If your contract has this type of addendum, spelling out that it is not ratified until the 3rd party approval then the agent is correct not to change the status in the MLS. If though there is no addendum spelling this out, and the contract is Ratified (look on your contract for a ratification date), and your check was deposited, then the status should be changed and you agent should be making calls insisting the listing agent change the status. With my MLS if you do not change the status an agent can be fined as much as $100 for the first violation, and if they continue to leave it Active the fine will rise.

You should push the issue with your agent to get the listing agent to change the status, and if they do not get results go to their manager and have them make a call.

Best of luck

Kathy Stark
Weichert, Realtors
0 votes
TCP Real Est…, Agent, Austin, TX
Wed Oct 21, 2009
Regardless of the type of contract - short sale, new home construction, or resale - an offer is just an offer until you have written acceptance from a seller. In this case, the status is not pending until AFTER the lender signs the contract. Verbal acceptance is not the same as written acceptance.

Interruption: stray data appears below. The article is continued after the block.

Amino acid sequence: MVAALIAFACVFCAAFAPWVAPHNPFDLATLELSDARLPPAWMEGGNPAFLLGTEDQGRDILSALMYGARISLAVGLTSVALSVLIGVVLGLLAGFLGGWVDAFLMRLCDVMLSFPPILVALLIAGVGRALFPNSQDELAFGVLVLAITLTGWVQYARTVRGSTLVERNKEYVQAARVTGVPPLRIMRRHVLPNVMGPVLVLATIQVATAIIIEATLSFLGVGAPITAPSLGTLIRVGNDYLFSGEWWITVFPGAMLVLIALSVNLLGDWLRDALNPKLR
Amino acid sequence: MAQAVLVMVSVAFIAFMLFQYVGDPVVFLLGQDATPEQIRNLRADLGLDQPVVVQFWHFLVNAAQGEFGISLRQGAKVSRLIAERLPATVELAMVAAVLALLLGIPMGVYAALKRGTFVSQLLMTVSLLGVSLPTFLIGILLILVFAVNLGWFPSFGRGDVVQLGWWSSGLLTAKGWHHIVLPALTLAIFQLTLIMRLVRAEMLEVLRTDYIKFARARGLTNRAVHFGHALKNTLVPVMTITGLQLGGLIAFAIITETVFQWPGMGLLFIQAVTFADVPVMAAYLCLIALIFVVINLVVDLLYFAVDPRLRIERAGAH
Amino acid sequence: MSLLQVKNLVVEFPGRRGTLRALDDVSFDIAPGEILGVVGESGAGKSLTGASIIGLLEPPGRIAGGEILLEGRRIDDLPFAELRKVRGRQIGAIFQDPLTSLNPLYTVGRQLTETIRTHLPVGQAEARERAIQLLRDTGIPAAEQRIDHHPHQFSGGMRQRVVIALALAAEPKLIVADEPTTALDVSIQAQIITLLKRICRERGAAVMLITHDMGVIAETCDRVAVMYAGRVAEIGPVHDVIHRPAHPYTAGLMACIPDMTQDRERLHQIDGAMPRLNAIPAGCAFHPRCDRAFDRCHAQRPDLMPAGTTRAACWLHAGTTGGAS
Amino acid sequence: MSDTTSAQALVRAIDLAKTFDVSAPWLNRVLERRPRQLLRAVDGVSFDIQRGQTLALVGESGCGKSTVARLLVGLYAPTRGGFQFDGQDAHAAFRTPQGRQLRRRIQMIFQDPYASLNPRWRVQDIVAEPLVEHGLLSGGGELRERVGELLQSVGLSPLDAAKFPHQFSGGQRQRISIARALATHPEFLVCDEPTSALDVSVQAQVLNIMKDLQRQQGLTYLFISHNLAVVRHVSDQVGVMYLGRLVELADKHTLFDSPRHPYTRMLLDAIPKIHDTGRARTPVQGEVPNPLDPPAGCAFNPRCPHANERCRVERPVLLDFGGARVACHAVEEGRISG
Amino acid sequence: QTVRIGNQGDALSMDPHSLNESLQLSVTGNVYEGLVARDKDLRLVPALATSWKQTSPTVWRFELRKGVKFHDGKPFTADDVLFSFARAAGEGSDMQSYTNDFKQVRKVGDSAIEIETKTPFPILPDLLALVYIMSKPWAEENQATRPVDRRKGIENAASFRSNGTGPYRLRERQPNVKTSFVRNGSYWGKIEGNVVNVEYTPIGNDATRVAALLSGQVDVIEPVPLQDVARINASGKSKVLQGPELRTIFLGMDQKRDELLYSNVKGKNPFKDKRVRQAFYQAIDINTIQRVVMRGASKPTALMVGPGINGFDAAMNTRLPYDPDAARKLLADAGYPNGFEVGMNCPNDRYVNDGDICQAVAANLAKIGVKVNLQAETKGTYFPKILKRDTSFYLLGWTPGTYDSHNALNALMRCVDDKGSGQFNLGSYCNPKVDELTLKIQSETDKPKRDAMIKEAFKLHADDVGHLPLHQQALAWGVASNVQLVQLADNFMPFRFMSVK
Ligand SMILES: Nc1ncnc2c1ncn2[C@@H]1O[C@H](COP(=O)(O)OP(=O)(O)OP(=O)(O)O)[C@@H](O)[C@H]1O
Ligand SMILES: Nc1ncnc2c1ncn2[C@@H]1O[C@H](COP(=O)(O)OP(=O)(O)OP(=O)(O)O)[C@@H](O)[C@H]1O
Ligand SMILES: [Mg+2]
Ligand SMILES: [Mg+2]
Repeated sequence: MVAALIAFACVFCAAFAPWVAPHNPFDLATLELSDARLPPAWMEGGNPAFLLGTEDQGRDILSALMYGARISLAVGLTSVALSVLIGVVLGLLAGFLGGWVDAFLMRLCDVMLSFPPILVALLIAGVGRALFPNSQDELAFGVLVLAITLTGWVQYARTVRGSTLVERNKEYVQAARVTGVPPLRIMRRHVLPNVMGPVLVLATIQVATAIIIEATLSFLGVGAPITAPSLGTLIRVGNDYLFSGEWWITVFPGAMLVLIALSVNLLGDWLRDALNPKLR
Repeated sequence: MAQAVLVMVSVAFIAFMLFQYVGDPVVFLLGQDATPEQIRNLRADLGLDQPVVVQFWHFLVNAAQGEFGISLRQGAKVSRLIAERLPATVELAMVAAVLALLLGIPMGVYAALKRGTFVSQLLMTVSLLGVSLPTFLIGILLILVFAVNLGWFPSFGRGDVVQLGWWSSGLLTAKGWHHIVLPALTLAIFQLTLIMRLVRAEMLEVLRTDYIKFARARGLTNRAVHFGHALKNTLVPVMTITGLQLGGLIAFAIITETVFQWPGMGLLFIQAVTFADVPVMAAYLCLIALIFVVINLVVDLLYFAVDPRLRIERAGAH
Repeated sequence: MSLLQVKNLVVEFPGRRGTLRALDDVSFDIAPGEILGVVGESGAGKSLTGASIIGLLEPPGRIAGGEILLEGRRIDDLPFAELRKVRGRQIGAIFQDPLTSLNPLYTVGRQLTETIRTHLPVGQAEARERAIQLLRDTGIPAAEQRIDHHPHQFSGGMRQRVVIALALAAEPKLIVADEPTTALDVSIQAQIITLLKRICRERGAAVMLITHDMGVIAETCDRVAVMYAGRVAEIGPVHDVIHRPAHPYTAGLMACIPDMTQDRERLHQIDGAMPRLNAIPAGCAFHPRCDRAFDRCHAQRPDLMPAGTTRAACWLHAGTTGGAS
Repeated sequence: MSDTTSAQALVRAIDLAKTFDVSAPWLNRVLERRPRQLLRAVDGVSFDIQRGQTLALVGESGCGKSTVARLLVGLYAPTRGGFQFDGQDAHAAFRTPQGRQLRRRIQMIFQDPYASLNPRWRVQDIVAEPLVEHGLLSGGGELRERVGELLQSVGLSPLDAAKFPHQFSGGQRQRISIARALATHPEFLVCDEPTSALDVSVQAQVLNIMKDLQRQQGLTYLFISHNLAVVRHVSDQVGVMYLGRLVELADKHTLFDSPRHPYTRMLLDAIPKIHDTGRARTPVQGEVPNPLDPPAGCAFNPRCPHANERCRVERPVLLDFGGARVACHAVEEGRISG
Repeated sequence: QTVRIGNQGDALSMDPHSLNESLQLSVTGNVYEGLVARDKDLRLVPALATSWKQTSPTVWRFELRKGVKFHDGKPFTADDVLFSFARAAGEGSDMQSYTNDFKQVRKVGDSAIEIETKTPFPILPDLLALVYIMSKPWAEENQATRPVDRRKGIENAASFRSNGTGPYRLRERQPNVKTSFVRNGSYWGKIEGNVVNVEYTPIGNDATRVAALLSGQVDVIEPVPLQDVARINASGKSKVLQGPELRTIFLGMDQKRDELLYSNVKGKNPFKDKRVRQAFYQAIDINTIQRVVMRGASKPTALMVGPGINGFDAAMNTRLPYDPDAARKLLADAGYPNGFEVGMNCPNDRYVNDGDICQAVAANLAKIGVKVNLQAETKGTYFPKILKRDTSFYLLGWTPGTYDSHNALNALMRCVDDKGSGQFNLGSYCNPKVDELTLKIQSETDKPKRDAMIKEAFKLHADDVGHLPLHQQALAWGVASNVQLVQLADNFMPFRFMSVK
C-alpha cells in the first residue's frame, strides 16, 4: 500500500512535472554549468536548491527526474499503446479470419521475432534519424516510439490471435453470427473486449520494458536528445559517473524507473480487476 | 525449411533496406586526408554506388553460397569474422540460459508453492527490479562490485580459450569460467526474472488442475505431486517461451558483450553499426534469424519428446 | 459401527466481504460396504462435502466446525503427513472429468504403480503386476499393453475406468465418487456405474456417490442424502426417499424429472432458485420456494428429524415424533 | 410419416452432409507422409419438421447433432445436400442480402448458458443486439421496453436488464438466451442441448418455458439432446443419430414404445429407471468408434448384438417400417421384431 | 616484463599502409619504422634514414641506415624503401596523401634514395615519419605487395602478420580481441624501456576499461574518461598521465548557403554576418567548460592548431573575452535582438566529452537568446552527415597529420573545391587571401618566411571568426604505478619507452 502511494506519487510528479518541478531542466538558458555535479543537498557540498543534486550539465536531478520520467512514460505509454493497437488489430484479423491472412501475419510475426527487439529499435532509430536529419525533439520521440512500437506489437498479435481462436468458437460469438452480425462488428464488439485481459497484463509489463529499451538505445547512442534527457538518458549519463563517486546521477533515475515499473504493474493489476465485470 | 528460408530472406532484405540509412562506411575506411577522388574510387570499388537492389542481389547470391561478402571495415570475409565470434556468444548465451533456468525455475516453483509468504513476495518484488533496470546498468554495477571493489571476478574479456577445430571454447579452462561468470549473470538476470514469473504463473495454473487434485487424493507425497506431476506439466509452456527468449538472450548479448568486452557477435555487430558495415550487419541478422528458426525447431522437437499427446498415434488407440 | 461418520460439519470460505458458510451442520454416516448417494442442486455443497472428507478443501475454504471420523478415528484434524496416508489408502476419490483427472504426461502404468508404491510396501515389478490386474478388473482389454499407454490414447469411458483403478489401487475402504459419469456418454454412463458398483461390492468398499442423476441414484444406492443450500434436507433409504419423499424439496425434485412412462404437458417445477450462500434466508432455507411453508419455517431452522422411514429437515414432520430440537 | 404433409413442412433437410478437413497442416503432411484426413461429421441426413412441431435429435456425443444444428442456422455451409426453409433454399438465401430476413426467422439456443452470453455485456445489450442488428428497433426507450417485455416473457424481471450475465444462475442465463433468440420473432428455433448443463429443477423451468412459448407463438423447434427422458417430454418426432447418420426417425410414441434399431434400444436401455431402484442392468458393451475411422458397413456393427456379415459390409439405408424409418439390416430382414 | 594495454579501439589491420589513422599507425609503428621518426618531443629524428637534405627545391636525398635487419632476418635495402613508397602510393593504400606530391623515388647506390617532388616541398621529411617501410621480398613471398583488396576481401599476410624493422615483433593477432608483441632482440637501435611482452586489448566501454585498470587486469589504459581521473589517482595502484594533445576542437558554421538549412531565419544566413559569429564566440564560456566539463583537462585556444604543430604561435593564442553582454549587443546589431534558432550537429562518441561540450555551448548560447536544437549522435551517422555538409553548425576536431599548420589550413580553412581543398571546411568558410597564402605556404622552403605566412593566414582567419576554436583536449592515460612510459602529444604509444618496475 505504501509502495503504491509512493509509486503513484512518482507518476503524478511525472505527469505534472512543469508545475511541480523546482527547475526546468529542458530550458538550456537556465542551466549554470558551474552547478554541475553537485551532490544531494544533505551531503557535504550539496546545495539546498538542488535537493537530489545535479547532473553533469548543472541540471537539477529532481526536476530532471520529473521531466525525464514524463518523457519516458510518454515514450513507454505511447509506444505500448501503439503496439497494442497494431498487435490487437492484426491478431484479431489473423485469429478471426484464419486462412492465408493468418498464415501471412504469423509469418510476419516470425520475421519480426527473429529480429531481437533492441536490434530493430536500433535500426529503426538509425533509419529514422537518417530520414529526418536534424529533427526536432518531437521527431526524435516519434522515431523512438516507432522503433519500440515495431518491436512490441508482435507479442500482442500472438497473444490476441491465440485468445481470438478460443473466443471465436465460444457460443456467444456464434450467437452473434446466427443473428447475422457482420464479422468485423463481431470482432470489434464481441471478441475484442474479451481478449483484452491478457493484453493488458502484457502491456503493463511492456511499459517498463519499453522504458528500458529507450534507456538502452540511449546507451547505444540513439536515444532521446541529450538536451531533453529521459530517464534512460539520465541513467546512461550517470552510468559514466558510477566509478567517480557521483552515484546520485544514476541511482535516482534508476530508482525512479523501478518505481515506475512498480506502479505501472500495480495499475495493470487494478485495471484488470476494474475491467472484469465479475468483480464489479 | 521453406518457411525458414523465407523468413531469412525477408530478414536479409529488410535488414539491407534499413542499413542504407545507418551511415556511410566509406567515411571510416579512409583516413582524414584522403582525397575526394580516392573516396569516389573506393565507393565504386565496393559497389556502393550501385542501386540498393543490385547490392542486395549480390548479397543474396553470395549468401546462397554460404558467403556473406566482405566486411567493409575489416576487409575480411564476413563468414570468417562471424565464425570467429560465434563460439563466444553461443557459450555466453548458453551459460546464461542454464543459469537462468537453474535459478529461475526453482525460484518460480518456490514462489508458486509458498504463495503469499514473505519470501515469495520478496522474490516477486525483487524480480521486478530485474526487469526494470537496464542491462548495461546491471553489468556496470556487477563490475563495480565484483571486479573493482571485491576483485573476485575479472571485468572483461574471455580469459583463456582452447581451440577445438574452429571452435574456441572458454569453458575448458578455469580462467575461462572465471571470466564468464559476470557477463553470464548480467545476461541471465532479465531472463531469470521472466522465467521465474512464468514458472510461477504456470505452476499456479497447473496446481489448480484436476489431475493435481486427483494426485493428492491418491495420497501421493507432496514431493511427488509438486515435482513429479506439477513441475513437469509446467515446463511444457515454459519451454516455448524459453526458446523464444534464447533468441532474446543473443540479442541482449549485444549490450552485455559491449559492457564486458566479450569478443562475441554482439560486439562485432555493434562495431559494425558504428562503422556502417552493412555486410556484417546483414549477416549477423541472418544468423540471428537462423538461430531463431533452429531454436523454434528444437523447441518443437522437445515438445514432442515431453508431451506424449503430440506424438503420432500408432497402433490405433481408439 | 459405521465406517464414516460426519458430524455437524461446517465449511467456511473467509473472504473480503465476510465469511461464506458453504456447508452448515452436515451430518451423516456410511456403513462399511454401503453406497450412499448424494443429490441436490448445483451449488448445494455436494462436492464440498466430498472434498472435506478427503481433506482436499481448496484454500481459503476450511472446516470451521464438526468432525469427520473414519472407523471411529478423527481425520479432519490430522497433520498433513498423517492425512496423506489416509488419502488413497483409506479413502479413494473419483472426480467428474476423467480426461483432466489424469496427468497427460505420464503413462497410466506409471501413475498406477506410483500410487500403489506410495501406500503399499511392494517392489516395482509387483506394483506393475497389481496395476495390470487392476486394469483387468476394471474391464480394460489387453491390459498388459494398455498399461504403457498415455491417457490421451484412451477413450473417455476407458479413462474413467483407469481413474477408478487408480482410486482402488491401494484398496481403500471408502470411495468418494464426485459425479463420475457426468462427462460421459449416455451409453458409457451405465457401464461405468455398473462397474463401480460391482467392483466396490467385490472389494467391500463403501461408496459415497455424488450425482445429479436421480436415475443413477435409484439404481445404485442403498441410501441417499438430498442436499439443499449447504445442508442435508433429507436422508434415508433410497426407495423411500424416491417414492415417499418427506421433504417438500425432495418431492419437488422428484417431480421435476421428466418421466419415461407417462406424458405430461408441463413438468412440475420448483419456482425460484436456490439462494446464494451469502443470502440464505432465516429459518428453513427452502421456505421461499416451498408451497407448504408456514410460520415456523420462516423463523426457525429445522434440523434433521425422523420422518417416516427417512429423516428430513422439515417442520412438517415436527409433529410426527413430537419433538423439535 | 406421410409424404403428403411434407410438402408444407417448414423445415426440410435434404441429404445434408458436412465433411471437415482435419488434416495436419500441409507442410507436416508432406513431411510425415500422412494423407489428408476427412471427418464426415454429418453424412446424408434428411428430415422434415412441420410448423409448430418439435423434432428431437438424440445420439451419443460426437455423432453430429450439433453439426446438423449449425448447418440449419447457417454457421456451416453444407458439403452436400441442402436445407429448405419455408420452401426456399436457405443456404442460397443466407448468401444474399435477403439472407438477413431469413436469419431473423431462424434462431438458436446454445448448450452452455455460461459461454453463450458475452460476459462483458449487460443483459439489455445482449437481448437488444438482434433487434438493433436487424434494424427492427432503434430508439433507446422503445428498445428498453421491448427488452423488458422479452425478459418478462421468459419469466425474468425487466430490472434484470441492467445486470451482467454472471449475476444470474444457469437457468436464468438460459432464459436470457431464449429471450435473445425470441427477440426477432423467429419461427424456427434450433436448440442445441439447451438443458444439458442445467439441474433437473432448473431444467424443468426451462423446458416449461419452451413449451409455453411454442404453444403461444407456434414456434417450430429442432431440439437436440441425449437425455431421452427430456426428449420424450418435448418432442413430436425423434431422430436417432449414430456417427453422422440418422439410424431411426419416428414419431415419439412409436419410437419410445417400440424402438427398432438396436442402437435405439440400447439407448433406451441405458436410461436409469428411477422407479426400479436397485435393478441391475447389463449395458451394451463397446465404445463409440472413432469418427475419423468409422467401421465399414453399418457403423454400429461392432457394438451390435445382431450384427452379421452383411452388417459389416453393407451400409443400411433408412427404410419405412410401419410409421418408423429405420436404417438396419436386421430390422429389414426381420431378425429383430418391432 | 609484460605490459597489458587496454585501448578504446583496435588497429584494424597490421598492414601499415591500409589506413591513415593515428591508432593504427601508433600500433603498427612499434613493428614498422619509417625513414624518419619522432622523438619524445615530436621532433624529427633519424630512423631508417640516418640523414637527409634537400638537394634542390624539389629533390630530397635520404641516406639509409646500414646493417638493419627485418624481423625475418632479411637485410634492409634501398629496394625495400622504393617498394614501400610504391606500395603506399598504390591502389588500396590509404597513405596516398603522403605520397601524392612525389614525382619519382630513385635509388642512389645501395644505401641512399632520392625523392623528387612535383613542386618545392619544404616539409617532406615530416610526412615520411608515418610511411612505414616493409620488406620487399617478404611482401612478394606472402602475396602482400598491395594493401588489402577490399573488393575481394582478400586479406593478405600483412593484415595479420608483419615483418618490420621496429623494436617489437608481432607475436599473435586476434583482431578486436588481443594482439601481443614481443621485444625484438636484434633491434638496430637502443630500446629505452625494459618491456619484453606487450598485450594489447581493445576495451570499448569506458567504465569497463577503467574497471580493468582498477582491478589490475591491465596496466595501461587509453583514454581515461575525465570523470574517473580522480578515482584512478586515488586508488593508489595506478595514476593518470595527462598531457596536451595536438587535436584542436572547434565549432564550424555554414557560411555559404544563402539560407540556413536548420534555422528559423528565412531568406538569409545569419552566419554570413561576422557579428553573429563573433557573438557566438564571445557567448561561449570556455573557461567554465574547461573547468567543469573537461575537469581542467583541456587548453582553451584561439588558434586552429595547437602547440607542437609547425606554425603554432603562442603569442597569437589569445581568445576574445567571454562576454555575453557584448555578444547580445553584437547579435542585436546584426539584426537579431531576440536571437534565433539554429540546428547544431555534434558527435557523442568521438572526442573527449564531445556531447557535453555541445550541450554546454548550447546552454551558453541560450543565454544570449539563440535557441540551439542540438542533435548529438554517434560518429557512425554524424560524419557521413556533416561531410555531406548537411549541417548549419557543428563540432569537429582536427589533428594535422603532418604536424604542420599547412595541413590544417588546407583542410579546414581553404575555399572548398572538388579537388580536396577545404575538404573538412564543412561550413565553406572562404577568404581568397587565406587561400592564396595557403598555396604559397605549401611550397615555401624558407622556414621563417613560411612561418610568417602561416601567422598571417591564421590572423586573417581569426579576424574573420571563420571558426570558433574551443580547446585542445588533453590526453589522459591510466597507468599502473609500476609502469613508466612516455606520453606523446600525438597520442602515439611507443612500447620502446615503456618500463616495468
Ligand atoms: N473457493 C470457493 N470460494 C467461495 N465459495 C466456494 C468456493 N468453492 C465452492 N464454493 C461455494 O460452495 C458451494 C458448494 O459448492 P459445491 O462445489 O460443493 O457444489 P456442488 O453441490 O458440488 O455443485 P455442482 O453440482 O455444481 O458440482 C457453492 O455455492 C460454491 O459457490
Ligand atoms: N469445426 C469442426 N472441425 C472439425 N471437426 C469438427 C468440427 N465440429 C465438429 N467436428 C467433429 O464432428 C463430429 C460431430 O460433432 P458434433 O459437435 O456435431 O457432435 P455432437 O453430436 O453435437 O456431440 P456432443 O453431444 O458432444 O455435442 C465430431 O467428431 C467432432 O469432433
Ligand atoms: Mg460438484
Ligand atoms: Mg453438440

In today's market, it takes longer than ever for short sale contracts. The time frame from submitting an offer and receiving written acceptance from the lender can take months. During that time, a buyer may change his or her mind as well, and many do! It is in the seller's best interest, in this case the bank/lender, to keep the listing active until both the buyer and seller have signed the contract.
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Dana Gray, Agent, Houston, TX
Wed Feb 20, 2008
There is a rule with MLS that if a contract is accepted, then the listing has to be changed from Active (A) to either option pending (OP - meaning you are still within the option period of the contract), Pending Continue to Show (PS - meaning they may or may not still be showing the property for backup contracts), or Pending (P - meaning the property will not show up on public websites like HAR and there are no more showings). The seller can continue to show the property for back up contracts and usually do especially in a short sale situation because buyers often give up waiting on the lender and back out. There is nothing the buyer's agent can do to get the listing agent to change the status from PS.